Former Canadian Hockey League players detail allegations of abuse, hazing
Daniel Carcillo spearheading class-action lawsuit against league, member teams
Fourteen former Canadian Hockey League players have submitted affidavits detailing alleged abuse and hazing in a class-action lawsuit filed by two other ex-players.
Former NHL player Daniel Carcillo and Garrett Taylor, who played in the Western Hockey League from 2008-10, filed a statement of claim with the Ontario Superior Court of Justice in June.
A statement from Koskie Minsky LLP, the law firm representing Carcillo and Taylor, said the action "is on behalf of children aged 15-17 who were sexually and physically assaulted, hazed and otherwise abused while away from home and playing for CHL teams."
The allegations in the affidavits submitted this week are from players who played in the CHL from the late 1970s through 2014.
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The CHL and its three member organizations — the WHL, Ontario Hockey League and Quebec Major Junior Hockey League — are listed as defendants, as are all 60 teams that play under the CHL umbrella.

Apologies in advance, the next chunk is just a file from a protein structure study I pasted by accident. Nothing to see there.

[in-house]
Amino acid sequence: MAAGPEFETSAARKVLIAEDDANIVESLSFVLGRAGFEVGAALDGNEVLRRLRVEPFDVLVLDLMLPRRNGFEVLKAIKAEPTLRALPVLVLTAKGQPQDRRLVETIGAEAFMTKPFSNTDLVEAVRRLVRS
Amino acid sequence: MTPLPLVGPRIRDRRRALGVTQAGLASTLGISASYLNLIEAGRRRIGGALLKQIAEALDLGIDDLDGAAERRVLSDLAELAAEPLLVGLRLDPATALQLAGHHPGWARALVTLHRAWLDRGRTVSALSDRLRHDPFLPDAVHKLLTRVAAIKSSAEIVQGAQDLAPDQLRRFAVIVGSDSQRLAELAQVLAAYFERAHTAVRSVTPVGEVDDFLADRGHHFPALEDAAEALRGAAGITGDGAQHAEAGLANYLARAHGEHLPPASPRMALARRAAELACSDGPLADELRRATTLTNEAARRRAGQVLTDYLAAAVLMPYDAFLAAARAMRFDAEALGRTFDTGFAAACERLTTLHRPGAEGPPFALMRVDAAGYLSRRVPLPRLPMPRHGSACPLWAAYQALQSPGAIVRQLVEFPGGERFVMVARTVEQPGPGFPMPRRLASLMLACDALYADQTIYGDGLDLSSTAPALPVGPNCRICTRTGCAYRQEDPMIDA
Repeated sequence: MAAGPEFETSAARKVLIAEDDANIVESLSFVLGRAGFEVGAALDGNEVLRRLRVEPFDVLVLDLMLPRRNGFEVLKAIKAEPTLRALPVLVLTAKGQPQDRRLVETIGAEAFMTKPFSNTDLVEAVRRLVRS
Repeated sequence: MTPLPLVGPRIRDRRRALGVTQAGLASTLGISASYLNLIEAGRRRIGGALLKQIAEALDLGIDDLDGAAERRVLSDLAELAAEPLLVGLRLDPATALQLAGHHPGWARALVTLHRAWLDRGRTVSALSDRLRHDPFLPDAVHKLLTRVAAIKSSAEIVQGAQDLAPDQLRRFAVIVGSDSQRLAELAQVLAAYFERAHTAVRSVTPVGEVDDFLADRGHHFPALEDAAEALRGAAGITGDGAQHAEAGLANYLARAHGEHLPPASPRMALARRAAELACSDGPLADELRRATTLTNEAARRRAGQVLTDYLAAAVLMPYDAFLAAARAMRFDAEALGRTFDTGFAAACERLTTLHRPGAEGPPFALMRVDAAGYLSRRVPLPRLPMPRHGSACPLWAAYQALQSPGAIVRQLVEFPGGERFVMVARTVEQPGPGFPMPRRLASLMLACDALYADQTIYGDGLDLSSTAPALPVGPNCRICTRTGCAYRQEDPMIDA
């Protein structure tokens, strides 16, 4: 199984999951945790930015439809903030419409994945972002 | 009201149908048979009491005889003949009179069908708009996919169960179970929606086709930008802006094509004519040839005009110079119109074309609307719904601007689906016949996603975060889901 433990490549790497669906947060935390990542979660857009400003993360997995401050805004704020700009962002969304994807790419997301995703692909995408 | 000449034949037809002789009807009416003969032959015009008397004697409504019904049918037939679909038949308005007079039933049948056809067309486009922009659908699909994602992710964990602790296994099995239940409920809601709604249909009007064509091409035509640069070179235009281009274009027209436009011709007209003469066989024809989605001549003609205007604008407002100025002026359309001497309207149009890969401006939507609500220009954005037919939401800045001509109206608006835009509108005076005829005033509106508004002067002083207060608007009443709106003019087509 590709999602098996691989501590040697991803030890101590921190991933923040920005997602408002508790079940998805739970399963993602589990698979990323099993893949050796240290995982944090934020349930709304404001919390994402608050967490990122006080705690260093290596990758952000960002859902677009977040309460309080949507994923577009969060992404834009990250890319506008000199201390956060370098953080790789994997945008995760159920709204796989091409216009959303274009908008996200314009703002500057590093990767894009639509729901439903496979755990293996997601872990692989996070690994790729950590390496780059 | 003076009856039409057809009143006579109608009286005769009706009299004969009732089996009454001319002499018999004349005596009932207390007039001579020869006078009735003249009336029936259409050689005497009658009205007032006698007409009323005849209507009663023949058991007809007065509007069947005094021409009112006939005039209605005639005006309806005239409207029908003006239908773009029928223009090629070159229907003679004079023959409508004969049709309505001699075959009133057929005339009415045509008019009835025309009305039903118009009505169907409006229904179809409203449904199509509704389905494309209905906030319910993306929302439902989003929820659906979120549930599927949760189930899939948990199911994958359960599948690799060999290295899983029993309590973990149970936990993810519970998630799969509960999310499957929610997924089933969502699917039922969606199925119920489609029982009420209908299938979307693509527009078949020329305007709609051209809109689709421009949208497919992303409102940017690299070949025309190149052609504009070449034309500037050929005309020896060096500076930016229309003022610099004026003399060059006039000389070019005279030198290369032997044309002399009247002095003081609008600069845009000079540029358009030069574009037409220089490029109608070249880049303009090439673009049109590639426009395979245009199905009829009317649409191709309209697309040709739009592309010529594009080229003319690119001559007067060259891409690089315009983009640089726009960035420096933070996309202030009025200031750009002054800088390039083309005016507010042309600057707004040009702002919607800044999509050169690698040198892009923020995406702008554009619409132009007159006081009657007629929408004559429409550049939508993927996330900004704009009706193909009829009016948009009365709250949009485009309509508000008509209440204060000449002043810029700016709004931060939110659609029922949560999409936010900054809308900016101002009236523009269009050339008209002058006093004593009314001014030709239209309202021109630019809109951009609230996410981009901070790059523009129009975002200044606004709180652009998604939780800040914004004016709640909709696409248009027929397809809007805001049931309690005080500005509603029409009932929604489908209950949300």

None of the allegations have been proven in court.
The Canadian Press does not name alleged victims of sexual assault without their consent.
One player who played with the Winnipeg Warriors and Calgary Wranglers in the 1980s detailed how the older players on the team allegedly got the rookies together and demanded they take their clothes off before throwing things at them.
Another player, with the Sarnia Sting in the 2000s, said a sawed off goalie stick was used for paddling on the rookies' bare buttocks.
A player from the Ottawa 67's, in the late 1970s and early '80s, said he was jumped in the locker-room and blindfolded. He said older players tied him up, took off his clothes and shaved his genitals.
A player with the Oshawa Generals and North Bay Centennials in the 1990s said younger players were forced to do push-ups in the showers while the older players spat, urinated and defecated on their backs.
The CHL said in a statement it is completing a detailed review of the legal documents.
The league says it takes the matter extremely seriously and finds the allegations deeply disturbing.
"Most of the allegations are historic in nature and we believe are not indicative of the experiences of current CHL players," the statement said.